WASHINGTON: Cyber Pearl Harbor. Sends chills down your spine, doesn’t it? With the enormous national theft undertaken by China from American companies and universities over the last five years it does seem a worrying prospect. And the idea of a cyber Pearl Harbor has become an ingrained tenet of much of the public debate about cyber warfare and hacking, especially in light of persistent and massive cyber espionage by China.
The verdict obviously is still out on this one, but one experienced observer of Russia and China thinks it just isn’t likely.
“I don’t think there is going to be a Pearl Harbor,” said David Smith, retired ambassador and director of the respected Potomac Institute’s Cyber Center. The Chinese, he said today at a Potomac event focused on Chinese cyberwarfare, “do not want to face the Japanese without some kind of American intervention.”
While he certainly acknowledged that China launches many cyber attacks on US networks, Smith downplayed the threat from the People’s Republic. “You read these horror stories: they are going to bring down the stock exchange. They aren’t going to do any such thing.”
While China may be more interested in stealing our intellectual property than destroying our economy directly, it still poses a considerable threat to U.S. interests, argued William Hagestad, author of the book, 21st Century Chinese Cyberwarfare. He noted that China has very carefully designed simple cyber attack tools “to allow any soldier to launch” a range of cyber attacks. He detailed a range of writing by Chinese military authors noting the centrality of information war in Chinese doctrinal writings. His conclusion: China is engaged in “cyber warfare that is serious and will become much worse.”
James Mulvenon, vice president of Defense Group Inc.’s intelligence division, similarly noted the Chinese emphasis on what some experts translate as “informationization,” the use of a wide array of methods by the military and the broader Chinese population to gather intelligence, strike at U.S. interests, prepare the battlefield, and generally make life rotten for U.S. entities that possess things the Chinese value or fear. Mulvenon noted that a member of the Politburo’s Standing Committee chairs the body that oversees informationization.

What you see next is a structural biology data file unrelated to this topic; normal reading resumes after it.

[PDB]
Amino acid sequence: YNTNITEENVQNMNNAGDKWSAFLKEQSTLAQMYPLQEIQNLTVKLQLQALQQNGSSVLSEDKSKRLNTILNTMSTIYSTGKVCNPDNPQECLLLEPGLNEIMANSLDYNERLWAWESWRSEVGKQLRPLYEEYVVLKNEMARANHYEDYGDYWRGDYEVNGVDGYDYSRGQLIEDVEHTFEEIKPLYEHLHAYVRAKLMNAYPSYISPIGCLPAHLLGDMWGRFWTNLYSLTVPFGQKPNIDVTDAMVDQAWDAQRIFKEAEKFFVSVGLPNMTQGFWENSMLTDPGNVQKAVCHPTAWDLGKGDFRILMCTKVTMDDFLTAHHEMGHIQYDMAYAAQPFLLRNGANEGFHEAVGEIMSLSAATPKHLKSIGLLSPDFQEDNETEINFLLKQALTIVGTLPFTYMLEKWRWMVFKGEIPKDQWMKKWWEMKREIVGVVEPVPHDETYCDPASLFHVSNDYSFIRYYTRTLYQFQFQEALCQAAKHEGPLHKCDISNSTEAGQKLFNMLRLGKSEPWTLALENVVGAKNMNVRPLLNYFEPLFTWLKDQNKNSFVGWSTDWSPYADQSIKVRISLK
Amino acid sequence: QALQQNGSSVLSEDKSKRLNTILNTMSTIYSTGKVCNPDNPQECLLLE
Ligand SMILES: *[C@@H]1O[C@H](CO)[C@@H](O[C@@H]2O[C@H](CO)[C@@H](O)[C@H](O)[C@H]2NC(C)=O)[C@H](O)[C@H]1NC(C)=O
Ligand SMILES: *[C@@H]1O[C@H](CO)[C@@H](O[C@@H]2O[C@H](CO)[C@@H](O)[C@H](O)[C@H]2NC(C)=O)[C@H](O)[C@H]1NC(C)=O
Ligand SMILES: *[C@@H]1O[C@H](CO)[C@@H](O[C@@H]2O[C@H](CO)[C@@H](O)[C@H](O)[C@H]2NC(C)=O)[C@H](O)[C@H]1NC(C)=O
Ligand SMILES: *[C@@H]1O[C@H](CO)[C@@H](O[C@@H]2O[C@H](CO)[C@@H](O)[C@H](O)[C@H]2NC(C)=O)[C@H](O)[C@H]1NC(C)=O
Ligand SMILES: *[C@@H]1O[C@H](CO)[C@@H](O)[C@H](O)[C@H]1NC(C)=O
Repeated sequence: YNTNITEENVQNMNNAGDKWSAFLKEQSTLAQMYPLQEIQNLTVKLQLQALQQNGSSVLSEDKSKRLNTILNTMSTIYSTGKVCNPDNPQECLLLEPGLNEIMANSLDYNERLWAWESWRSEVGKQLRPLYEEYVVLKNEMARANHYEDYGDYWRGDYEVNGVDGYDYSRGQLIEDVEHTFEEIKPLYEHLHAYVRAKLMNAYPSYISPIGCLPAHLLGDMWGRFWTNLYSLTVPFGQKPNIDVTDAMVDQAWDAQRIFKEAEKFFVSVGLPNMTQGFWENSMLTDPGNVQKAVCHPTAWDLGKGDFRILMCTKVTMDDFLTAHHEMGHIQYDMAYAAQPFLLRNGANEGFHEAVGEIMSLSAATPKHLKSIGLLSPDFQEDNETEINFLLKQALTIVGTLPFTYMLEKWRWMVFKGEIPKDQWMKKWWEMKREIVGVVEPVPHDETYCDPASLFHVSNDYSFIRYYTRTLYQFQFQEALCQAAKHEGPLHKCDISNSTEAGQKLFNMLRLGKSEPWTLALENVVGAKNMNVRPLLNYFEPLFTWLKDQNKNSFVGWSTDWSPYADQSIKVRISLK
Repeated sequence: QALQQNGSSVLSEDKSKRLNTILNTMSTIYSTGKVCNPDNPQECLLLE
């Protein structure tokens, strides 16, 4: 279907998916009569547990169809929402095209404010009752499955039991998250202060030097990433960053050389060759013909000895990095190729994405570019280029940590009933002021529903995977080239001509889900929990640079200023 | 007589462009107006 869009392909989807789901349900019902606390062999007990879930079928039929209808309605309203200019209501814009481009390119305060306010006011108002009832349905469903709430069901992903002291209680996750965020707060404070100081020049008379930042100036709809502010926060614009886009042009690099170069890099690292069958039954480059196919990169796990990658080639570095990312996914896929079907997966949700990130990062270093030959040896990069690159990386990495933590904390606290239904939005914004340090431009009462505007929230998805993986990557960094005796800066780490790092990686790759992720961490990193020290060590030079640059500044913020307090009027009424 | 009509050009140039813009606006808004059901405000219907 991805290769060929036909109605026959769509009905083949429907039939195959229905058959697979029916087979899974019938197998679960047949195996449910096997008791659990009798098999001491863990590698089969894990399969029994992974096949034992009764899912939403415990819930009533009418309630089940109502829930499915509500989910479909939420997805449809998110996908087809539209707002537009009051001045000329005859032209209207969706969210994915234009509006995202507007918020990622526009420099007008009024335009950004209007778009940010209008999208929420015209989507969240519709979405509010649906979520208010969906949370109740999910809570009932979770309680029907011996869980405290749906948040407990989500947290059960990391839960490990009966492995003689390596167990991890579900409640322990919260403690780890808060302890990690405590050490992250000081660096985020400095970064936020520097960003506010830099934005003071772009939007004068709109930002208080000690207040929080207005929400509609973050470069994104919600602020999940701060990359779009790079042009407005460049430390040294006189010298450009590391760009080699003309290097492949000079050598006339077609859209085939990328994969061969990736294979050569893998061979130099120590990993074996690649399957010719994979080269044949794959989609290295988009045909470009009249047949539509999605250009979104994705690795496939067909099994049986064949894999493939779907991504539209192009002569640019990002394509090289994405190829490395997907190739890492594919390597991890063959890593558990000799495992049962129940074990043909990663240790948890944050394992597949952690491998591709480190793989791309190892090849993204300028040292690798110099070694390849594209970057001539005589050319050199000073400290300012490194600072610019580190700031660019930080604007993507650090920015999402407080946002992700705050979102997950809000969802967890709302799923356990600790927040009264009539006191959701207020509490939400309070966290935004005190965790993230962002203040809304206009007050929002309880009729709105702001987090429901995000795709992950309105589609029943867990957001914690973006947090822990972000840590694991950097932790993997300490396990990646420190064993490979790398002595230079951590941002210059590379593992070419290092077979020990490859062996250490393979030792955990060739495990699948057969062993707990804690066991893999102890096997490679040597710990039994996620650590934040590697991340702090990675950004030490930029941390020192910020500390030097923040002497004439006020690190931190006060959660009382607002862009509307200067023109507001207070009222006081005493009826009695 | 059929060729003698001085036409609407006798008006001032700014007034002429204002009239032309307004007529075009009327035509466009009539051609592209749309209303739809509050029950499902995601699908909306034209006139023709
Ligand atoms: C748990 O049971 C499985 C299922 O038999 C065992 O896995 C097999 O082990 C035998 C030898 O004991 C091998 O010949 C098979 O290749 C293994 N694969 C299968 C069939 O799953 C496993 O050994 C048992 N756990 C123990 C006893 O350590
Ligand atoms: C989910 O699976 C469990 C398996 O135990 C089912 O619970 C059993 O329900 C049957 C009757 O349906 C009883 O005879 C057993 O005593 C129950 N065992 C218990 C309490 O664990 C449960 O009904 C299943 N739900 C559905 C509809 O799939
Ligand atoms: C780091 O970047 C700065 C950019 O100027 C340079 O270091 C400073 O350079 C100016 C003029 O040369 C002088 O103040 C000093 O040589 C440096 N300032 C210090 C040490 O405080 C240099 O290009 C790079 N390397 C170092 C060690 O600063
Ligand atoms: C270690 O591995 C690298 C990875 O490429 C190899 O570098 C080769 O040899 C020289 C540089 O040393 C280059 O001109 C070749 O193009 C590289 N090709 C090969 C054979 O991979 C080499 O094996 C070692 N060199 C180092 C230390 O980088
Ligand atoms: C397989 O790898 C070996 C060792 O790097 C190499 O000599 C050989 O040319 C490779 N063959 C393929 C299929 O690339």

During a recent meeting about cyber between Chinese and U.S. authorities, Mulvenon said he complimented the Chinese attendees on complimented Chinese for “doing something thus far thought impossible. You have mobilized an all-of-government response to what you are doing.” However, he also said that State Department demarches, the tool of choice for American responses to Chinese cyber espionage and commercial theft, “have not exactly brought them quivering to their knees.”
What has the United States government done to ensure it is properly organized to combat this threat? Not enough, according to Mulvenon and Hagestad. “Every policy meeting I’ve gone to is still dominated by discussions about who’s in charge,” Mulvenon said. “I have not seen any demonstrable progress in three years.”
When I asked Hagestad whether he thought the U.S. military and the government are properly organized to handle the threat of cyber attacks, he said meaningful rules of cyber war engagement and clear lines of authority — Areas of Responsibility in military speak — do not exist.